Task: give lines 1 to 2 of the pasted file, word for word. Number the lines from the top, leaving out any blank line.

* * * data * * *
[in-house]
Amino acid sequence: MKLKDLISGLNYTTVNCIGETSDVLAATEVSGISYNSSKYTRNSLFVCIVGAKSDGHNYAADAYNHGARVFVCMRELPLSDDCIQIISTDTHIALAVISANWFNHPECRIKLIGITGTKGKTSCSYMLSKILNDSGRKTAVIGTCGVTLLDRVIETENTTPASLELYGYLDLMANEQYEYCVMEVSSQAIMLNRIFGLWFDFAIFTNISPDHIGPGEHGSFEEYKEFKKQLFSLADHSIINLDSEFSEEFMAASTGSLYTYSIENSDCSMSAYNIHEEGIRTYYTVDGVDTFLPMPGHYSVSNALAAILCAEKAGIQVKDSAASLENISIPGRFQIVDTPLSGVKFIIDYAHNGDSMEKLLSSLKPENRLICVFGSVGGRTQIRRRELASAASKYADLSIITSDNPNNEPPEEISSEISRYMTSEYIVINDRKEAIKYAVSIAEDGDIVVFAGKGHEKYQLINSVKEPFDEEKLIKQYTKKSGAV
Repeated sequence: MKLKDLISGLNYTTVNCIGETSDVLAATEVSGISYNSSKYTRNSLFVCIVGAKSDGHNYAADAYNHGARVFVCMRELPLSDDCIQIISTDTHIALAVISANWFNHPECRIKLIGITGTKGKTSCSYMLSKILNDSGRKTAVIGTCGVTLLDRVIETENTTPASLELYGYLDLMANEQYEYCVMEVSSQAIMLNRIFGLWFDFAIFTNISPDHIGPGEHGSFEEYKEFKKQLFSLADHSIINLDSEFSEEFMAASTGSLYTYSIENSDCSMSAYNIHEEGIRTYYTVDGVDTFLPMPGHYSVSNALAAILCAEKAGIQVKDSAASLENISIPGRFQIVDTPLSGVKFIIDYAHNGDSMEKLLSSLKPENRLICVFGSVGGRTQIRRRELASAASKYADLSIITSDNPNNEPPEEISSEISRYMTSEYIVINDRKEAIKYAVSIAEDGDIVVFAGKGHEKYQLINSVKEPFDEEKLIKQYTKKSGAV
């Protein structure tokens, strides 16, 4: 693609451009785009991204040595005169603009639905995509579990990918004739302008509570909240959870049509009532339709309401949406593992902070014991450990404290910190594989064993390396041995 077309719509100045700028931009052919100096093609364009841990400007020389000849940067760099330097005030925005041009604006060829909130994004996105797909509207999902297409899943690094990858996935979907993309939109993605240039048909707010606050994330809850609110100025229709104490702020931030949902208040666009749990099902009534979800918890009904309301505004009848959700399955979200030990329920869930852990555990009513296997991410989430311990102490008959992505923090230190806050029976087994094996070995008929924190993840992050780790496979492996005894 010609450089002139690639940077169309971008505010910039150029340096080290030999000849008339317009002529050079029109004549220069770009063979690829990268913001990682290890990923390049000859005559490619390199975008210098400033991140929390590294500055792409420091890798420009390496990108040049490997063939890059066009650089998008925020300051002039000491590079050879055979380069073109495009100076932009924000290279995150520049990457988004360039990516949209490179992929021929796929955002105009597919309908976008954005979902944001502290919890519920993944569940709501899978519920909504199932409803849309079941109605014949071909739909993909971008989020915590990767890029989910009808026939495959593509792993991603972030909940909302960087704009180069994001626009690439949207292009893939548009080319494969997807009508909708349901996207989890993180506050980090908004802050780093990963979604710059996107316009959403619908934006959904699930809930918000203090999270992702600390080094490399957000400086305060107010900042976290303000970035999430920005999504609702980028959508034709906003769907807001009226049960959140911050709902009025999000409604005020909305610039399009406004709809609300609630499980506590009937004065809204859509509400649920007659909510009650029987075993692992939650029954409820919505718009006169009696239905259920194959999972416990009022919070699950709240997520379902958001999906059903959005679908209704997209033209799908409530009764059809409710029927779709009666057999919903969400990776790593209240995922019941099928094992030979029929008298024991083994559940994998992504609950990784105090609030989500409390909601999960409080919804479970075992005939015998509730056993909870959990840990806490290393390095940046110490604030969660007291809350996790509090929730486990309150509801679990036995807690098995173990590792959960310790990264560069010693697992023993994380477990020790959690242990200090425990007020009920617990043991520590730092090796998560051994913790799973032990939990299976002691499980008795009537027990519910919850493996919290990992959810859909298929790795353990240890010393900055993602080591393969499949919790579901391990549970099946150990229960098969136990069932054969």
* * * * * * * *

[in-house]
Amino acid sequence: MKLKDLISGLNYTTVNCIGETSDVLAATEVSGISYNSSKYTRNSLFVCIVGAKSDGHNYAADAYNHGARVFVCMRELPLSDDCIQIISTDTHIALAVISANWFNHPECRIKLIGITGTKGKTSCSYMLSKILNDSGRKTAVIGTCGVTLLDRVIETENTTPASLELYGYLDLMANEQYEYCVMEVSSQAIMLNRIFGLWFDFAIFTNISPDHIGPGEHGSFEEYKEFKKQLFSLADHSIINLDSEFSEEFMAASTGSLYTYSIENSDCSMSAYNIHEEGIRTYYTVDGVDTFLPMPGHYSVSNALAAILCAEKAGIQVKDSAASLENISIPGRFQIVDTPLSGVKFIIDYAHNGDSMEKLLSSLKPENRLICVFGSVGGRTQIRRRELASAASKYADLSIITSDNPNNEPPEEISSEISRYMTSEYIVINDRKEAIKYAVSIAEDGDIVVFAGKGHEKYQLINSVKEPFDEEKLIKQYTKKSGAV